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Human Map

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Fun introduction activity on where people were born, live and study.

19

Goal

This can be used as an ice breaker or introduction for any training or facilitation event where geography may be important such as a national or international event.

Attachments

Materials

    Instructions

    Setting: The room (or out door space) needs to be large enough for people to move about freely preferably without tables and chairs.

    Context

    1. We want to do a short exercise based on a bit of geography. I hope that you will get to know your colleagues a bit better.

    Steps

    1. I would like each of you to move to a place in the room that represents the place of your birth (this can vary depending on the group).

    2. The direction north is that way (Point toward one end of the room. It is best if that direction actually is north as this will save some unnecessary discussion.) Point south and say that direction is south, etc.

    3. The center of the room is where we are now.

    4. Now please move to the place where you were born. Give the group some time to do this.

    5. Once the group is settled ask them to introduce themselves to those nearest to them.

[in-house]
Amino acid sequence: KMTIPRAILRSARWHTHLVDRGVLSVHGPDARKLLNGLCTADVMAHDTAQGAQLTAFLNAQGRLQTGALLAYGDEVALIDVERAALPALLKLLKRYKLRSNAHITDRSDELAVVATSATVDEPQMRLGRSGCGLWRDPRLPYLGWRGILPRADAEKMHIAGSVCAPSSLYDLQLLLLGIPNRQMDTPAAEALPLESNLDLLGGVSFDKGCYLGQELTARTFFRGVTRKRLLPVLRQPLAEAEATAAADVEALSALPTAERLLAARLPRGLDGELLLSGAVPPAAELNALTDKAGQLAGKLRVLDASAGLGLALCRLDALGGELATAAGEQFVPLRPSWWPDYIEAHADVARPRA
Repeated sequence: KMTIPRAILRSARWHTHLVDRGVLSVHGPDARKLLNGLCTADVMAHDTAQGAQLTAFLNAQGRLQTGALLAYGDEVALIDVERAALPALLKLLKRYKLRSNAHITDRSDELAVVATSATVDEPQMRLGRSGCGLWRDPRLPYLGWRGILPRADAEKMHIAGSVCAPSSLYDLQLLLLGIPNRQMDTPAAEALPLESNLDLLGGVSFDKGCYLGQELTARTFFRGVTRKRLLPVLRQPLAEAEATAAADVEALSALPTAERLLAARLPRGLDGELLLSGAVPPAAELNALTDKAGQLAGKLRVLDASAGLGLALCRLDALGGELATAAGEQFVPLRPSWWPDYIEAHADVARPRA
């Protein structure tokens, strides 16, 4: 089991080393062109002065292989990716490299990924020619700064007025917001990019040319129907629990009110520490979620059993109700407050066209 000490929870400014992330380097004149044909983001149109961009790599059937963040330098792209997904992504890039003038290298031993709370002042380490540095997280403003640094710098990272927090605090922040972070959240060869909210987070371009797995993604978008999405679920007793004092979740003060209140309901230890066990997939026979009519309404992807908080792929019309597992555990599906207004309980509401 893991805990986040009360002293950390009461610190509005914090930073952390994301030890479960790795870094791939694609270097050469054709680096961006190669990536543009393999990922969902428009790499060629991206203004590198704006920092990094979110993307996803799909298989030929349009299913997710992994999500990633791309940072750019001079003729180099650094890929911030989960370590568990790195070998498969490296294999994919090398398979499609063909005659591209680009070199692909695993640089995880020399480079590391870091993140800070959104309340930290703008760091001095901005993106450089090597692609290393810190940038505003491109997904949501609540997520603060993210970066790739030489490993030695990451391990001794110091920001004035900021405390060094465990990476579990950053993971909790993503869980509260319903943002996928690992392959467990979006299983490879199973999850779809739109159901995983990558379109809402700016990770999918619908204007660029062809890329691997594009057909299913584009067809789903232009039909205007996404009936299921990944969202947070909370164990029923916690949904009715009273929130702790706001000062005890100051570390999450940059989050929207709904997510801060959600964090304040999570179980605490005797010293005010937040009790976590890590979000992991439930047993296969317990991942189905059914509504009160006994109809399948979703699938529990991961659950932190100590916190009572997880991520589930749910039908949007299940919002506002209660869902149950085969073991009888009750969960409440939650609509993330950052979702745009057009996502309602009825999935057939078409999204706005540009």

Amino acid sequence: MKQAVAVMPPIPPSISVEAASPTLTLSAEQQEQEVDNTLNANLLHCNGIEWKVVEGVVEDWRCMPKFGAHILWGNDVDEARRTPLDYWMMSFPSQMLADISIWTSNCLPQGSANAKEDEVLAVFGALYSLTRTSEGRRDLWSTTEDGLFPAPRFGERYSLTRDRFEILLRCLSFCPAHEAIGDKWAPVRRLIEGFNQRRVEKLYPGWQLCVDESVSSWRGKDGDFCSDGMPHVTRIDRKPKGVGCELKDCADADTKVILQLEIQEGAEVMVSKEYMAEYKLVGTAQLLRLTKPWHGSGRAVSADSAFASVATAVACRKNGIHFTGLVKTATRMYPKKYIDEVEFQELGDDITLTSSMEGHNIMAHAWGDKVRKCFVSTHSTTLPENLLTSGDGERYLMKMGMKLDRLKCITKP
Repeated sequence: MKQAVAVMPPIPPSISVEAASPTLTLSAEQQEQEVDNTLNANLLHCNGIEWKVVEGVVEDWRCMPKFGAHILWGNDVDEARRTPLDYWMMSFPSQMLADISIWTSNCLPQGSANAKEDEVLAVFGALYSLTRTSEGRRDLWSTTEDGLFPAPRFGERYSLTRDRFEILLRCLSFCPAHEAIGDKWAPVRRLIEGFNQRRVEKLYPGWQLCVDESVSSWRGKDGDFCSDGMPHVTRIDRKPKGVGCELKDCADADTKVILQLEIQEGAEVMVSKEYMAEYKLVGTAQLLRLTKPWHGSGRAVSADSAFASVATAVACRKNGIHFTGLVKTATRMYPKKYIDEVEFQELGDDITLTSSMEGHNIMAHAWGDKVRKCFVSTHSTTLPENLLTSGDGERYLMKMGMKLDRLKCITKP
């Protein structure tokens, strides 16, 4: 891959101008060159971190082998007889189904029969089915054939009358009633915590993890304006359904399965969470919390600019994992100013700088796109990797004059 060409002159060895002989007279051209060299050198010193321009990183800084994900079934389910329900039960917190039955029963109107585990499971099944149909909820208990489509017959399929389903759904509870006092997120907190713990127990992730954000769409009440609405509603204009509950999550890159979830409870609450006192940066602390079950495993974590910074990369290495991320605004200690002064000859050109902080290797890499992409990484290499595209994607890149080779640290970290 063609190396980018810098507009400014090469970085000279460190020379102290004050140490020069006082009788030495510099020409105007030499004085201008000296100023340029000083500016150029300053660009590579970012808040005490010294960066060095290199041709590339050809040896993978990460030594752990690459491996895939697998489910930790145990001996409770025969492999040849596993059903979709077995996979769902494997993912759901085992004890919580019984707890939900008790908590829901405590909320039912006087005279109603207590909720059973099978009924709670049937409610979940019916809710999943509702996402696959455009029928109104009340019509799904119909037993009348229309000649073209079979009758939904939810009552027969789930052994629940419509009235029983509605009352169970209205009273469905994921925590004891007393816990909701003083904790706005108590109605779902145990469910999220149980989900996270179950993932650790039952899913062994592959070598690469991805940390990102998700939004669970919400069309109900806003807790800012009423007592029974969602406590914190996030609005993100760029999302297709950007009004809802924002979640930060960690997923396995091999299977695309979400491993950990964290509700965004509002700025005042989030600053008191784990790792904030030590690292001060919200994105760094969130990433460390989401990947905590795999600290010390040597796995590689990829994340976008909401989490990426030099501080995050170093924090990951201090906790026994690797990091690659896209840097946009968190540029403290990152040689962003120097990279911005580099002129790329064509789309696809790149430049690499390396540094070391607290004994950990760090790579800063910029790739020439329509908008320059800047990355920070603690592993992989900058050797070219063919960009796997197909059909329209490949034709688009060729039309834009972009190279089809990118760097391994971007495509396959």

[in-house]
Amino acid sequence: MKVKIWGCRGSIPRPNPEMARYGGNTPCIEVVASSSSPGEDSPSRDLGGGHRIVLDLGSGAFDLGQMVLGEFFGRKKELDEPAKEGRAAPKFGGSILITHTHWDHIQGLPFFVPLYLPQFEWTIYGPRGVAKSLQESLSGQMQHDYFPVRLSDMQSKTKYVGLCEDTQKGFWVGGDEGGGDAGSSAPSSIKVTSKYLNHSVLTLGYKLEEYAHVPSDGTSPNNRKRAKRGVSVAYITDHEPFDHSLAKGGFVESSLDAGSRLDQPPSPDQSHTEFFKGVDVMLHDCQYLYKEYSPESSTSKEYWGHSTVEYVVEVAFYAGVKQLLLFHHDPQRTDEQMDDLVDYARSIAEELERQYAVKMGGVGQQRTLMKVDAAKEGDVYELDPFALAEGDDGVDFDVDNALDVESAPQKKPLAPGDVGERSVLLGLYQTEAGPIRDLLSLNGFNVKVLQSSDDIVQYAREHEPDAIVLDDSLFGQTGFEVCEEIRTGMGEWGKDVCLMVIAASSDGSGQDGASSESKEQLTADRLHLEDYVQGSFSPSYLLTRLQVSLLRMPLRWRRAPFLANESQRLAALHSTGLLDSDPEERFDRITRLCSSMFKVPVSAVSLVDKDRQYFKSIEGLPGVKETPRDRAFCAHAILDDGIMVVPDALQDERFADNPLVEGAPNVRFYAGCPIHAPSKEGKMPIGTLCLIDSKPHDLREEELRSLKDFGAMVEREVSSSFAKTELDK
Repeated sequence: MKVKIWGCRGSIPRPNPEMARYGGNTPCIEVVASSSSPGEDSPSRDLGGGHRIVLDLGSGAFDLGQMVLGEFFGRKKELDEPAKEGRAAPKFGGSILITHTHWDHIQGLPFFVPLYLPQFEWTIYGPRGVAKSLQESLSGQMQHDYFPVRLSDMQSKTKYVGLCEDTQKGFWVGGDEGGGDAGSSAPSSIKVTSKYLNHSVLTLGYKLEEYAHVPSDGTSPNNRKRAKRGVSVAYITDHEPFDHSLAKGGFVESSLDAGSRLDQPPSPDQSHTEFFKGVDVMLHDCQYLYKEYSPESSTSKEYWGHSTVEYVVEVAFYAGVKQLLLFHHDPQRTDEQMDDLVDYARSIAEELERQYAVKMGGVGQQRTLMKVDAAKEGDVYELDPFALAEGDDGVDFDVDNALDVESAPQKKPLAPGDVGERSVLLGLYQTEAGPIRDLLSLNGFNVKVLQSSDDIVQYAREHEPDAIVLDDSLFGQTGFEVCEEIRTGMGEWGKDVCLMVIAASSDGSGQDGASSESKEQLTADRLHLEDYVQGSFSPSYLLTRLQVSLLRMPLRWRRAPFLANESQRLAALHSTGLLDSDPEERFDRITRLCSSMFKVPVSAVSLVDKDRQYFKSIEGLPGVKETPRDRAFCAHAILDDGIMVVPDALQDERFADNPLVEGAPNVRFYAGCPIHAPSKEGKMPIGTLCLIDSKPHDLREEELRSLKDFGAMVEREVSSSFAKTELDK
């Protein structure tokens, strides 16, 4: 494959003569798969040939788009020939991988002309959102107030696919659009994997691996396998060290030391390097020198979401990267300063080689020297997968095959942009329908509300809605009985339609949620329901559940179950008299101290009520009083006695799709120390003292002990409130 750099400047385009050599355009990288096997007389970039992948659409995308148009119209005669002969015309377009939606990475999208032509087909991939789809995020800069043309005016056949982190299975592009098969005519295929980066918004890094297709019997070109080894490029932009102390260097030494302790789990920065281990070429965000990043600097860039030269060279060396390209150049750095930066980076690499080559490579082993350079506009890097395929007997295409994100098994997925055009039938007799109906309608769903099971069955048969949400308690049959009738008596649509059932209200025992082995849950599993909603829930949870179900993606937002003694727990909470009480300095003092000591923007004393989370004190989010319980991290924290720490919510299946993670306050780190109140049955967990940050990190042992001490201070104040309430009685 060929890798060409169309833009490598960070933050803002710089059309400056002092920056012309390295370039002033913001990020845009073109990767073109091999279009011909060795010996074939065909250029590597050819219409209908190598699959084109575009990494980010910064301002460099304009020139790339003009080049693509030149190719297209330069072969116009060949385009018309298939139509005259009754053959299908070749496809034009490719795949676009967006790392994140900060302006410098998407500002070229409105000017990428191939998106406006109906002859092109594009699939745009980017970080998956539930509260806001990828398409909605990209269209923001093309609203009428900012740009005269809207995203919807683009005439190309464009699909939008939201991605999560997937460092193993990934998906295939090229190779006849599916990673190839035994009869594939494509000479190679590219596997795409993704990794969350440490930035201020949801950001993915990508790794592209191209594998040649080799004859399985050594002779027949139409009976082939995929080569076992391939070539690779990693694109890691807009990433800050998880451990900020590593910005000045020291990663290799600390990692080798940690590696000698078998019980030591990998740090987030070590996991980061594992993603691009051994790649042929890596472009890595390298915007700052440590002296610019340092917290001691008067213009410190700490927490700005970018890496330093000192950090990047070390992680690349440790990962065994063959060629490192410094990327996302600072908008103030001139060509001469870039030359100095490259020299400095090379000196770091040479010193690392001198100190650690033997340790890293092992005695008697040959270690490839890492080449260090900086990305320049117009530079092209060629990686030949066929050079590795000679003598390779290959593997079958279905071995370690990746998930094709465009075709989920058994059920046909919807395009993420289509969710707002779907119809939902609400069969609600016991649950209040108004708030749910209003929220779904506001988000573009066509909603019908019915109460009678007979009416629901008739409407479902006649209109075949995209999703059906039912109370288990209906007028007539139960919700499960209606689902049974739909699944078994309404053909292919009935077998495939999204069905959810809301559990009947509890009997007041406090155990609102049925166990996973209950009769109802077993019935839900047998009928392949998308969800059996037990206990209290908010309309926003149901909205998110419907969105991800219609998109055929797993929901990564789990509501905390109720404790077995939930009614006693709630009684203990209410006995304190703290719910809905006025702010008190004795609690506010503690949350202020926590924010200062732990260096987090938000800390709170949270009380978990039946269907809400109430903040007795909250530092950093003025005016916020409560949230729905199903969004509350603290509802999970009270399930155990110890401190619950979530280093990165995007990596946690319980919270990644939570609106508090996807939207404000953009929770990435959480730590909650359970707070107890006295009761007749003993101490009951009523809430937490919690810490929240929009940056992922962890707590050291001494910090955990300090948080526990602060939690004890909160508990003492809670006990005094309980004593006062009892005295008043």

6. For groups fewer than 25 to 30 have everyone introduce themselves to the whole group and say where they were born. (For larger groups have the groups select a spokesperson and have them name the cities everyone in their group is from.)

    7. Now we want you to move to the place on our imaginary map where you went to school. (The facilitator can choose different kinds of places such as where they live now, were they were married, or where they were 10 years ago.)

    8. Repeat step 6.


    Tip for online facilitation : Use a collaboration platform to enable participants to "move" to the respective virtual zones by clicking to enter the zone. (Note: pre-setup the design in online collaboration platform). Then, have everyone introduce themselves.

    Reflection

    1. Where is a place you have not heard of before?

    2. What is something that surprise you?

    3. What did you learn?

    4. Who is someone you would like to talk to?

    Usual or Expected Outcomes: People get to know each other in a different way.

    Background

    Derived from: Eve Jordan at S&N International in Zaltbommel, The Netherlands

    Comments (3) (5.0 avg / 1 ratings)

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    • Sounds fun. I wonder if it can be done online. People drawing dots on a sheet of paper perhaps?

      3 months ago
    • A variation might be to have a map laid out on the ground or floor -- a global map perhaps. I participated in one once in Australia with traditional Aboriginal territories designated with the names of the peoples that belonged to those territories on them.

      3 years ago
    • If outdoors, may need to set boundaries for the exercise.

      3 years ago